Mass Reviewby MyMazaa.com
Telugu filmdom is fixated with masala elements. But mass things need not be such a bad thing. They carry with them universal appeal. They have a ring of appealing truism to them.
The Mass film is a good example. It has all the ingredients, plus some more. Debutant director Lawrence has worked out so many scenes that may appeal to the common fan even though the story line is a regular one. With Nagarjuna, in fine fettle, the film acquires an extra sheen and style.
Ganesh (Nagarjuna) is an orphan. He lands in Vizag and tells the dons there Satya and Seshu (Raghuvaran and Seshu) that their days are numbered. And he then proceeds to dismantle their operations and them systematically.
But did he take on the two rogue elements? What has he against them? That is not difficult to guess. Ganesh had fallen in love with Anjali (Jyothika). But on the day of the marriage, she is taken away by her kin. No prizes for guessing that Satya and Seshu make up Jyothika's family.
Before getting Anjali, Ganesh has to not only avoid the machinations of the villainous gang, but also escape the playful attention of another girl (Charmy).
Nagarjuna is simply superb in a tailor-made role. Be it in fights or be it in emoting, he comes up with the requisite realism. Nagarjuna is helped by some gritty and stylized presentation. The production values are consistently high. Nagarjuna plays a role that seems an extension of the one he did in Siva. He looks ruggedly handsome and moves away from the soft-focus lover-boy of his previous three films.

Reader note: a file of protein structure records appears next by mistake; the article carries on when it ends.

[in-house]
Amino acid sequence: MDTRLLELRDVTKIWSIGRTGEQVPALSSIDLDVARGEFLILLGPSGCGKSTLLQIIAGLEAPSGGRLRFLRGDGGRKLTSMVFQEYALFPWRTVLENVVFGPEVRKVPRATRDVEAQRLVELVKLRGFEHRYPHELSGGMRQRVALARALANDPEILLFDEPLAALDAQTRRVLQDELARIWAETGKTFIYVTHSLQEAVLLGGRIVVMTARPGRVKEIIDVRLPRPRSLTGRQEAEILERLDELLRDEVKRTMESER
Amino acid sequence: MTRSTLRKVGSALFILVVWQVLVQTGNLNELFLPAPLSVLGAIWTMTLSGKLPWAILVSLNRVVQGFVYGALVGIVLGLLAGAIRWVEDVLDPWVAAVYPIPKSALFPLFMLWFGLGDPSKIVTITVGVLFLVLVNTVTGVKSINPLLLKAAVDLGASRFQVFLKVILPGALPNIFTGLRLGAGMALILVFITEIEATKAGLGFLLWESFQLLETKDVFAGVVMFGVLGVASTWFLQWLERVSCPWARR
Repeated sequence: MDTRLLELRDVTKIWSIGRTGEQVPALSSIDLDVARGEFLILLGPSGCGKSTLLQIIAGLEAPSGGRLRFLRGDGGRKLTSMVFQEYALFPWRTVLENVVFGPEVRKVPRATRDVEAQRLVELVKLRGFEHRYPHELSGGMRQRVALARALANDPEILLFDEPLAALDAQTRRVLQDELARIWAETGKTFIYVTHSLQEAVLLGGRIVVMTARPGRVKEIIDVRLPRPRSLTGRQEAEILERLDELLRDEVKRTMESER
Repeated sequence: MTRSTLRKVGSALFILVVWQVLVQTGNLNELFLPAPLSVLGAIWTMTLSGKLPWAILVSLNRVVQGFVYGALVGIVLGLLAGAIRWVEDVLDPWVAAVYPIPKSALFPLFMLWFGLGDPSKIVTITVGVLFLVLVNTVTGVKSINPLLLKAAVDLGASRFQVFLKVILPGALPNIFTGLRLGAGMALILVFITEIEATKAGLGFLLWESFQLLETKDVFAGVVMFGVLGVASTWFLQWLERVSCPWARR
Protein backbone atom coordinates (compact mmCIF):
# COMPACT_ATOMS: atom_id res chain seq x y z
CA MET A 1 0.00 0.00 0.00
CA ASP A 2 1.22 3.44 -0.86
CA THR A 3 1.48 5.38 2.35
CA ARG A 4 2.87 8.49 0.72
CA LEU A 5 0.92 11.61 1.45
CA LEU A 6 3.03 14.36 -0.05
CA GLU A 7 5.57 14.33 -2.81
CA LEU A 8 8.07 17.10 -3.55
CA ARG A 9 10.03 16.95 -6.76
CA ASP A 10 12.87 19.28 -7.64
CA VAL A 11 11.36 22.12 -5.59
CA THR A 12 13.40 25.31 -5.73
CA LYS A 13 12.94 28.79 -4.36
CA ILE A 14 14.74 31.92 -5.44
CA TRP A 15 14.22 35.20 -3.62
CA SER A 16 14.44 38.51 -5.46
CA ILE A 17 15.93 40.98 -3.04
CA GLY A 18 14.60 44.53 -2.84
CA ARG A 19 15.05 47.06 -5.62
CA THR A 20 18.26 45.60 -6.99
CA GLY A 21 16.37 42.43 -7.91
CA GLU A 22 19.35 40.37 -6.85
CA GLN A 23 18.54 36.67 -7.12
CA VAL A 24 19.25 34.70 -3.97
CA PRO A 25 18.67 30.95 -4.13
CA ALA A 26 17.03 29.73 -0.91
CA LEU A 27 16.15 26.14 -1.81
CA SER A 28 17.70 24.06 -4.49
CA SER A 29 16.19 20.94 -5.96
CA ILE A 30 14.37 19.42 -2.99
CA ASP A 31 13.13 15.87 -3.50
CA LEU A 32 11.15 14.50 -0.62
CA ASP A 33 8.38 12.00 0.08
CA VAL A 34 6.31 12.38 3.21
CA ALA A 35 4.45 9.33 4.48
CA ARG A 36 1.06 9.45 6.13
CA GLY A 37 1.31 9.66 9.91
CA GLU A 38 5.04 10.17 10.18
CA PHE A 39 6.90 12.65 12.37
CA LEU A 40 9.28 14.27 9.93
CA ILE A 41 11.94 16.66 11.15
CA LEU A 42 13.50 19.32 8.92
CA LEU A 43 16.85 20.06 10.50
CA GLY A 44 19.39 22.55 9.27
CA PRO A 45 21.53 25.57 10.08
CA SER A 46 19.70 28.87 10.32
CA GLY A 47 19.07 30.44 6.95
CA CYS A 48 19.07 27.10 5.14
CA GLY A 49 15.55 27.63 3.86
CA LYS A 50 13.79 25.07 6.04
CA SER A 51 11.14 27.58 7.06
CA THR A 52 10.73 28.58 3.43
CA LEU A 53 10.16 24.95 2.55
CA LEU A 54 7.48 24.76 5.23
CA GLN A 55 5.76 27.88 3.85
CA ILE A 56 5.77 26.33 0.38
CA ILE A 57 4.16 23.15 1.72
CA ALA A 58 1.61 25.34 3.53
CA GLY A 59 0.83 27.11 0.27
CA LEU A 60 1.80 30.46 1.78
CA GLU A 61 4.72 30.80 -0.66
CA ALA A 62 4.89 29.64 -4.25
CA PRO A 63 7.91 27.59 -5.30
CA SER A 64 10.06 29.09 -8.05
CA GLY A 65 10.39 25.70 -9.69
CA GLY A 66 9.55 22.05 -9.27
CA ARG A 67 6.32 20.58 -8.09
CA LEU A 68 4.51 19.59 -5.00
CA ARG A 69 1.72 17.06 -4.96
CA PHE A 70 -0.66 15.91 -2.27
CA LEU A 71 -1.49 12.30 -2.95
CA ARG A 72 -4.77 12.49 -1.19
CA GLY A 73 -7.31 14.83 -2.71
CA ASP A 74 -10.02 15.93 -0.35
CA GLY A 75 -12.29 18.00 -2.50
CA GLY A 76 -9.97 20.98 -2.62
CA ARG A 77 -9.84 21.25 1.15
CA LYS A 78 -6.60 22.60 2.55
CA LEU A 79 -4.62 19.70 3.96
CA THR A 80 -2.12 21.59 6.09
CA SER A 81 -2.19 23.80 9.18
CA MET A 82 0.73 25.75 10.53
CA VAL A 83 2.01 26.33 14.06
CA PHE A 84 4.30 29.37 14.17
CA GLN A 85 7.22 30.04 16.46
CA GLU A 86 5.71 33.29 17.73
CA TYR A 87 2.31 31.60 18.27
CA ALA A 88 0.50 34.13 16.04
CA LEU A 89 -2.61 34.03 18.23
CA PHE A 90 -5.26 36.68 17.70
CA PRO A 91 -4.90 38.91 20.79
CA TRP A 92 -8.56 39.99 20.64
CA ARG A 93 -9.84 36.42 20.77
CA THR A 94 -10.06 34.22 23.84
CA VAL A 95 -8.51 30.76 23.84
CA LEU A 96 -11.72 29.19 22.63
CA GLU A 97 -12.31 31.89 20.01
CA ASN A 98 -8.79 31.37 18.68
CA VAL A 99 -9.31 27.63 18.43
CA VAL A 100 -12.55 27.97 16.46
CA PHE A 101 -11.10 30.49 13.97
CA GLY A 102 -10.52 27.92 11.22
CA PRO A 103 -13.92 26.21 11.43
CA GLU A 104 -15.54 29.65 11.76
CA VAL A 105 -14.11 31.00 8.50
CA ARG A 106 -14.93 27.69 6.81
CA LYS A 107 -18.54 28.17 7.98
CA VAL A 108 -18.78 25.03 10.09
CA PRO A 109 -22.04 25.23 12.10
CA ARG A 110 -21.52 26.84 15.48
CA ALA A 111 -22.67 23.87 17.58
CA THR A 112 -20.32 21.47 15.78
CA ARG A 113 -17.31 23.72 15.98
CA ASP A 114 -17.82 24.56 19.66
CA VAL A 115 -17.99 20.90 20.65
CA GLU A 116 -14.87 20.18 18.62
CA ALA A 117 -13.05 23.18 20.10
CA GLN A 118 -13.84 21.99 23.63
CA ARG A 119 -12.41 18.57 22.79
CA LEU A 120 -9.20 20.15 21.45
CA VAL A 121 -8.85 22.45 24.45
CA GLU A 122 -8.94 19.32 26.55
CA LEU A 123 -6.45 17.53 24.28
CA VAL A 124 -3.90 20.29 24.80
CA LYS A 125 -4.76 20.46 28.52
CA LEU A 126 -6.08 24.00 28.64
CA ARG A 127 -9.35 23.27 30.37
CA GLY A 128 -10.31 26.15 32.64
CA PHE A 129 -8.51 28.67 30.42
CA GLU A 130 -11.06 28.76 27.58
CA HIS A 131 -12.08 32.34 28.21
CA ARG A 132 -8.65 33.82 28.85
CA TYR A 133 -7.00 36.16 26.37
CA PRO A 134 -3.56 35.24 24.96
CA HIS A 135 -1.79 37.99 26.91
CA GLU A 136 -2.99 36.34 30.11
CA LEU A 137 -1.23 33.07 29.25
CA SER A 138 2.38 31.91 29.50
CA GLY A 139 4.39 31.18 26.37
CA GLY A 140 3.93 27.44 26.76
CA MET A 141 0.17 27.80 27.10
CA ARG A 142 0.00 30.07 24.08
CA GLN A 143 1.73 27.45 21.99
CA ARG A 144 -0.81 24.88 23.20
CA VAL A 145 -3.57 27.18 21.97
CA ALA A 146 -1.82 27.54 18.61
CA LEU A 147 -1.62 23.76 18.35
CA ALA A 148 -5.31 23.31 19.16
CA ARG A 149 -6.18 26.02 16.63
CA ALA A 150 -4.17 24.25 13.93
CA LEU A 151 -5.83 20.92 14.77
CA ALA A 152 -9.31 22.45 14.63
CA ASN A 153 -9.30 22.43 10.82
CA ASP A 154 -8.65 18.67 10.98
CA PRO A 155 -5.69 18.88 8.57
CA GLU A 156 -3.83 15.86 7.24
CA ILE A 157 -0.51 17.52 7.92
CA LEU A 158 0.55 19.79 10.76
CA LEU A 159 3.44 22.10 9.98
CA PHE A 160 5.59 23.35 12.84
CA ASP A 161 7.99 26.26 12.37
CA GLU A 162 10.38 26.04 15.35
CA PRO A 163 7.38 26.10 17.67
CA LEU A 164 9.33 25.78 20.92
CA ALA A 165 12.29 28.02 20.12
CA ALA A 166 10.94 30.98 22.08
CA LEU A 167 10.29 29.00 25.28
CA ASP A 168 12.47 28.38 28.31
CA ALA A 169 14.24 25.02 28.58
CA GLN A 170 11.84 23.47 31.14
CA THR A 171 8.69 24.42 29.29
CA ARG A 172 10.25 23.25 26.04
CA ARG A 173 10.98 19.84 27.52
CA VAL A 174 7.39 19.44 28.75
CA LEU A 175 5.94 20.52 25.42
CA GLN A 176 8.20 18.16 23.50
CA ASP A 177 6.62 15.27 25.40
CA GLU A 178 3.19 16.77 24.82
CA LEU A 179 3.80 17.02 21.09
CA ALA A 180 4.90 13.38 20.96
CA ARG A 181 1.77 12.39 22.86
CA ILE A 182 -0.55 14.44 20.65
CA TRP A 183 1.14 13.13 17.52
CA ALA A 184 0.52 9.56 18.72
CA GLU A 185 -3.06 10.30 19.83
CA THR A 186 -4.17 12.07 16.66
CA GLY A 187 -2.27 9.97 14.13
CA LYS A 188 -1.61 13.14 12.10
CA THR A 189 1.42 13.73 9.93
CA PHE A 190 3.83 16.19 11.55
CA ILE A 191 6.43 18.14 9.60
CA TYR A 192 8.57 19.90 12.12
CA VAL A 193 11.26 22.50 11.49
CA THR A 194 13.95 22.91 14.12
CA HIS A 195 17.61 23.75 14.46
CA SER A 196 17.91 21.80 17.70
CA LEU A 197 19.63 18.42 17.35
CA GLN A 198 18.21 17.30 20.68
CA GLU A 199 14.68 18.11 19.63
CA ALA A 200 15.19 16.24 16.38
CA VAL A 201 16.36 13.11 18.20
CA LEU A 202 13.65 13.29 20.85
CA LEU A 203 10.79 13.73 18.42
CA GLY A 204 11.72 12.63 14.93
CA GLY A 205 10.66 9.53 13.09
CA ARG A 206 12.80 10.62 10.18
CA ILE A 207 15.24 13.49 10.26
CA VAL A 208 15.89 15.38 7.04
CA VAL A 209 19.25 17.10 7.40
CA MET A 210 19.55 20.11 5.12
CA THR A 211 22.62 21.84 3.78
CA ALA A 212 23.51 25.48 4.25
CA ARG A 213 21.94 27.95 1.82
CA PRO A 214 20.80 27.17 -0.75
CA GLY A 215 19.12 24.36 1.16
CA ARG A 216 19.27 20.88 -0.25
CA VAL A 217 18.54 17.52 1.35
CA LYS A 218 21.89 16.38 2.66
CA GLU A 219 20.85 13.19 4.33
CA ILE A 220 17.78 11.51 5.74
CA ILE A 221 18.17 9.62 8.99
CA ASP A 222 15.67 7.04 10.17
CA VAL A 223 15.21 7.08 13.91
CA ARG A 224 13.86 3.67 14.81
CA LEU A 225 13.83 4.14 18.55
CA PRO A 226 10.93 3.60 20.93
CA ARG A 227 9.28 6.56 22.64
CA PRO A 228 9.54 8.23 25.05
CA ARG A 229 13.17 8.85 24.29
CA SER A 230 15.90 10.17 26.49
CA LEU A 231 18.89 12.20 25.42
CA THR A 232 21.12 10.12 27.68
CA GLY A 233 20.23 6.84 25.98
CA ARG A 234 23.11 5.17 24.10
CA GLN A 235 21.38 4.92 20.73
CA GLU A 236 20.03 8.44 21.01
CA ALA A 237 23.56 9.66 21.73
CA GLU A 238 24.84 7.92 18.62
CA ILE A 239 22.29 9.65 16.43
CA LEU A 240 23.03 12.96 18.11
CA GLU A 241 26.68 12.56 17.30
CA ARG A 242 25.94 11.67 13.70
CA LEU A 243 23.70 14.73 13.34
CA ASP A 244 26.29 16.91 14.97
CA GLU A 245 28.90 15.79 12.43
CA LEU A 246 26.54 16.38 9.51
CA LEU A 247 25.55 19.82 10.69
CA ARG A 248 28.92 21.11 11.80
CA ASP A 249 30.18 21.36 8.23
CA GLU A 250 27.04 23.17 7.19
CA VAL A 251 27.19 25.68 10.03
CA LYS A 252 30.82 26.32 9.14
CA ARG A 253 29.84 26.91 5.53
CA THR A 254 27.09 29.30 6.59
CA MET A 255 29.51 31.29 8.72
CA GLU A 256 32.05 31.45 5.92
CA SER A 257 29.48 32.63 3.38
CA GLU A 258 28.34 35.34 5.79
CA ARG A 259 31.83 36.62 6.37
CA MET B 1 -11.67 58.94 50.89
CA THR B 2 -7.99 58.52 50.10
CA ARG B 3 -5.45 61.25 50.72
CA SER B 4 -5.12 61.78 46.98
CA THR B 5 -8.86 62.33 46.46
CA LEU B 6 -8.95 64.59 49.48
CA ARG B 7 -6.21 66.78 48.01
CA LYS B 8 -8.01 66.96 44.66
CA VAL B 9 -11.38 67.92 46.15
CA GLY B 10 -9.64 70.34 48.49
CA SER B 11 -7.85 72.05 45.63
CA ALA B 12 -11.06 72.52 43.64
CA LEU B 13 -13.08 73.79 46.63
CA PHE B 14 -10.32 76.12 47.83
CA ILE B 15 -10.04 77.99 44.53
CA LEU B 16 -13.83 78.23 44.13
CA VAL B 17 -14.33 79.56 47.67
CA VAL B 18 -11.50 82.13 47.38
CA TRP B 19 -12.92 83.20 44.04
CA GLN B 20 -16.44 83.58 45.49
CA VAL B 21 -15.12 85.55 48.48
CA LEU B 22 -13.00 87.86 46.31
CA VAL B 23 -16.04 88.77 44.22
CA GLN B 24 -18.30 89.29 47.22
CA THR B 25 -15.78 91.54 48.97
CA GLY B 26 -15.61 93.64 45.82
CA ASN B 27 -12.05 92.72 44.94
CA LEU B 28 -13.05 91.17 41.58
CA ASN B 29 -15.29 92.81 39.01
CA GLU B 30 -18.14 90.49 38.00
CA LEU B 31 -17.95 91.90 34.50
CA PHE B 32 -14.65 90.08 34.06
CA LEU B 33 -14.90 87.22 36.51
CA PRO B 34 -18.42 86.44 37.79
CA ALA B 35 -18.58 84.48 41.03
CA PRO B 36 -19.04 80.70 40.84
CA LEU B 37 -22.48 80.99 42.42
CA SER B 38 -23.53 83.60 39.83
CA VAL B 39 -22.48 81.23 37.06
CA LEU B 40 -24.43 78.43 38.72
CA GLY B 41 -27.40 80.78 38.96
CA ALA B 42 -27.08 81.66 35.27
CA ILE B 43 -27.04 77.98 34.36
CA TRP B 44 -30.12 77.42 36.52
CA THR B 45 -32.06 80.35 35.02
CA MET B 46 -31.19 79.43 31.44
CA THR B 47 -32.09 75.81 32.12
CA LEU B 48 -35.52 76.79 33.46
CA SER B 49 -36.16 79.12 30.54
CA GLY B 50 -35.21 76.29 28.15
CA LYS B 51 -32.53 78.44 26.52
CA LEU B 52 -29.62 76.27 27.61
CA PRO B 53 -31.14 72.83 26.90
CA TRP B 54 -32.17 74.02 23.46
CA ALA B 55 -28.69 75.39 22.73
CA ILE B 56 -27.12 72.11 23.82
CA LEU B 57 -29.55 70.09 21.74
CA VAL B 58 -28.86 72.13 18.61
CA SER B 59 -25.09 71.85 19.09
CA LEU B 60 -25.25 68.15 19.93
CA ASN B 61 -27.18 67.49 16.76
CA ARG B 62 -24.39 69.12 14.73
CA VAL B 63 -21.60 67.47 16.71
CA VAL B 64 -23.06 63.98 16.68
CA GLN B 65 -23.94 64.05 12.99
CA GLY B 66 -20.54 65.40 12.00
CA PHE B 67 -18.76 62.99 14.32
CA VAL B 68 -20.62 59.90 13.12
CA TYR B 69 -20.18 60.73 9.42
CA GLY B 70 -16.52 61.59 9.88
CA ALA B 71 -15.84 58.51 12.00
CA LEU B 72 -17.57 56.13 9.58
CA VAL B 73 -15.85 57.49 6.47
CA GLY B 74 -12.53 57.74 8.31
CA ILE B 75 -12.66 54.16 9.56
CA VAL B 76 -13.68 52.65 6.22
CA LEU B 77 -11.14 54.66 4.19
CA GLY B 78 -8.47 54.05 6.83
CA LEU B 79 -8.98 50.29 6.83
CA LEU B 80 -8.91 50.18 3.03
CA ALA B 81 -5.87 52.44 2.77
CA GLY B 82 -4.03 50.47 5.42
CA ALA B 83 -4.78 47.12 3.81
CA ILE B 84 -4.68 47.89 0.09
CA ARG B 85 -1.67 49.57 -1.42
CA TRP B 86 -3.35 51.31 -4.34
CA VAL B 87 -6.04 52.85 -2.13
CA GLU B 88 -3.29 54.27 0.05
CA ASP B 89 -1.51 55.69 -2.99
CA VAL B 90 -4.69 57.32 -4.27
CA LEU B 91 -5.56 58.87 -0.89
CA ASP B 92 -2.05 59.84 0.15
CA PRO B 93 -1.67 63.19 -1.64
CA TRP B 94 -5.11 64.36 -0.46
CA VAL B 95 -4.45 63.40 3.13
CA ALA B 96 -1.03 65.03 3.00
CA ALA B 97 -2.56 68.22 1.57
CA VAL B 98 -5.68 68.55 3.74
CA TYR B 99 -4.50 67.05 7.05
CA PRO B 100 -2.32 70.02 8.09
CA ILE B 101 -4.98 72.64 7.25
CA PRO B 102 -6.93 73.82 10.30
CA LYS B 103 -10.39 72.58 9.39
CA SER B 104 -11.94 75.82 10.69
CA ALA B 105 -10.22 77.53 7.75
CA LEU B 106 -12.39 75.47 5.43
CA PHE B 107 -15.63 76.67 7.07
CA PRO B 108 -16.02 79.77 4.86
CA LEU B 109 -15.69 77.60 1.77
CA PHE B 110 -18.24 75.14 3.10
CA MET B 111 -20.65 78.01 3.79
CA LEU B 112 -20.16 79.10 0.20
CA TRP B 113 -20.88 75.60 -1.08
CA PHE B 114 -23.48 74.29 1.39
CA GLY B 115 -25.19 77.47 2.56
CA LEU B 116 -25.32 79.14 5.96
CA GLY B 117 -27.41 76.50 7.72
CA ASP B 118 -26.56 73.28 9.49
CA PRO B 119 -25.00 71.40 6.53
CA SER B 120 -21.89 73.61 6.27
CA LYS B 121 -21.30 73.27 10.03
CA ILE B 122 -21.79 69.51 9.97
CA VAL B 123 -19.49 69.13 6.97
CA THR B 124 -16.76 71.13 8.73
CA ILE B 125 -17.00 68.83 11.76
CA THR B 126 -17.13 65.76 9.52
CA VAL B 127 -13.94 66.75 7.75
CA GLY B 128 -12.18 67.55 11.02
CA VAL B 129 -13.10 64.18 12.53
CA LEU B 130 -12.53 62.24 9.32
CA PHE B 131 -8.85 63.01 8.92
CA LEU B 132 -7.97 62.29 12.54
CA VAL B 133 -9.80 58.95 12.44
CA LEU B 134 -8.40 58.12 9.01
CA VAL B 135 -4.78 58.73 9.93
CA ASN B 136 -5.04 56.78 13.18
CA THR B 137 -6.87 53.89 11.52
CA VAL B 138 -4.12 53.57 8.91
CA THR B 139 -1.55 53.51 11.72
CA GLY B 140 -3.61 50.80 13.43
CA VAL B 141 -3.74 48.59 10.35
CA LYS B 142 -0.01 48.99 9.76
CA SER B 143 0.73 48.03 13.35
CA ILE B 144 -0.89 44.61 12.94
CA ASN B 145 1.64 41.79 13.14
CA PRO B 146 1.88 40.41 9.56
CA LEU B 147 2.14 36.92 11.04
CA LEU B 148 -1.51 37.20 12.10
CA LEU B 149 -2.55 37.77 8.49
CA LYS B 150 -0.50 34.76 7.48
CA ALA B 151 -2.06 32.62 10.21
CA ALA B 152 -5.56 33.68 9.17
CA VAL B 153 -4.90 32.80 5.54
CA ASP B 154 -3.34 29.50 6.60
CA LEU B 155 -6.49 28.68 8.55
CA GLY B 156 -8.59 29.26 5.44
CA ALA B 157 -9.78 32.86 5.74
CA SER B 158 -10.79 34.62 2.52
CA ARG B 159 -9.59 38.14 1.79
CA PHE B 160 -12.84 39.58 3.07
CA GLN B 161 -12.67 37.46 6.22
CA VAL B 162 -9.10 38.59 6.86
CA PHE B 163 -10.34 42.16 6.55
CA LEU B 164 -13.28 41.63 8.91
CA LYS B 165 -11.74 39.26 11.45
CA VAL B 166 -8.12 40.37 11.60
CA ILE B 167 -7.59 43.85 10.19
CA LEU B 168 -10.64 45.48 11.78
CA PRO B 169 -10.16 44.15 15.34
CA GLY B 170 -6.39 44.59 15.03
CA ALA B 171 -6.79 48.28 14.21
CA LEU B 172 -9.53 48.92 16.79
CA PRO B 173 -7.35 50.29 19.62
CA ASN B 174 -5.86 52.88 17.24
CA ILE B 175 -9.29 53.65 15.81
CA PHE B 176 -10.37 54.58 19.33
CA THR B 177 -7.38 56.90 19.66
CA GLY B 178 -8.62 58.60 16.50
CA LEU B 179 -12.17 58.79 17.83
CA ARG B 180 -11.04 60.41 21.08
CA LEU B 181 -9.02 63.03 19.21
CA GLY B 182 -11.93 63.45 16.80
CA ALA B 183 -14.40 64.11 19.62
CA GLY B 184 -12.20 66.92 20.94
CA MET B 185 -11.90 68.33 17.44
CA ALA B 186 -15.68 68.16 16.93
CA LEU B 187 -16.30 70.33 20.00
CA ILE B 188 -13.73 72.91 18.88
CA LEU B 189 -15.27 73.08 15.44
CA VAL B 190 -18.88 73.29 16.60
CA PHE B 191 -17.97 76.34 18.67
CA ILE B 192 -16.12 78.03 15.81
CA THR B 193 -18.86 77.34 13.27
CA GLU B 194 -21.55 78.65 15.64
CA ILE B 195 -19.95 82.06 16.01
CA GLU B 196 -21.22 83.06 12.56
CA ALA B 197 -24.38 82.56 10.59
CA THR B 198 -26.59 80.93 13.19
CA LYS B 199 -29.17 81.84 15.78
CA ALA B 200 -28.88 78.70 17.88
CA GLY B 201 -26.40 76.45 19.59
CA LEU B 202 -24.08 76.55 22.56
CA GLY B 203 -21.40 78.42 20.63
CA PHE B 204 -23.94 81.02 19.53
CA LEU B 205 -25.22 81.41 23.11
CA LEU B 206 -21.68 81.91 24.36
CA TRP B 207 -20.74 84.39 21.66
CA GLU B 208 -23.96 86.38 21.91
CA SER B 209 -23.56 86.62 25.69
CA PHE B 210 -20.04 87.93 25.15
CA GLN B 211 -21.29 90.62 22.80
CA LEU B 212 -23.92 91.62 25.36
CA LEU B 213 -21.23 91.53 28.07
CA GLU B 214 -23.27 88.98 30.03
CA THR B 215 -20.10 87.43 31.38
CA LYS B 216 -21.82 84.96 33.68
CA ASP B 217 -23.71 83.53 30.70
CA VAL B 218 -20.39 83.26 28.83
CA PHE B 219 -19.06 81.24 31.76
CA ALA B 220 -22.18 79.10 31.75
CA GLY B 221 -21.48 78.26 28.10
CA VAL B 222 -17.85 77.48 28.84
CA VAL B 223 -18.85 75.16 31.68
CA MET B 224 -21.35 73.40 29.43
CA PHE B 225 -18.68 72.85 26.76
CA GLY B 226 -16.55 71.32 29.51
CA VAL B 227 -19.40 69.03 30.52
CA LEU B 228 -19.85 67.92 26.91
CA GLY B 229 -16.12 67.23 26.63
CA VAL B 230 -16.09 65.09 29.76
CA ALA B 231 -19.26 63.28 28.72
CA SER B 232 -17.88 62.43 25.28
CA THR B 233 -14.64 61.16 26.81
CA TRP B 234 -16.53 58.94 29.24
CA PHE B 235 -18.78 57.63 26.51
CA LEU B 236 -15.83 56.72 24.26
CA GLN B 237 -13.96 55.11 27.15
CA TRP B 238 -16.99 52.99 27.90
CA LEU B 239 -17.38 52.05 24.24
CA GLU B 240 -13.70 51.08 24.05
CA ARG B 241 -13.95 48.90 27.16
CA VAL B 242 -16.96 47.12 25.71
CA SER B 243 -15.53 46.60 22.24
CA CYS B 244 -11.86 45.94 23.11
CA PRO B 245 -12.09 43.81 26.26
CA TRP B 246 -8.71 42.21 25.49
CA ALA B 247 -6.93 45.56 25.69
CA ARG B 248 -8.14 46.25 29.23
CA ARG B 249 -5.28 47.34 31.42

Cherubic Jyothika has nothing much do. Ditto for Charmy --- she oozes glamour like she did in her previous movies. But both do not spoil the show.
Rahul Dev and Raghuvaran, as villains, can be inspired choices. They play their roles with understanding. One with a long-hair is muscular and the other (Raghuvaran) underplays his character beautifully.
Sunil, who plays the hero's friend before getting killed, is okay. Prakash Raj in a guest role makes a mark. The technical crew delivers the goods, providing the film with a rich and acceptable back-cloth. The music of Devi Sri is rhythmic, but in tune with the demands of the film.
For the dance director turned director Lawrence this is a baptism by fire. He seems to show a flair for handling the basics. He sure knows how to cobble a nice film that has both style and substance.
The film will surely get the nod at the box office.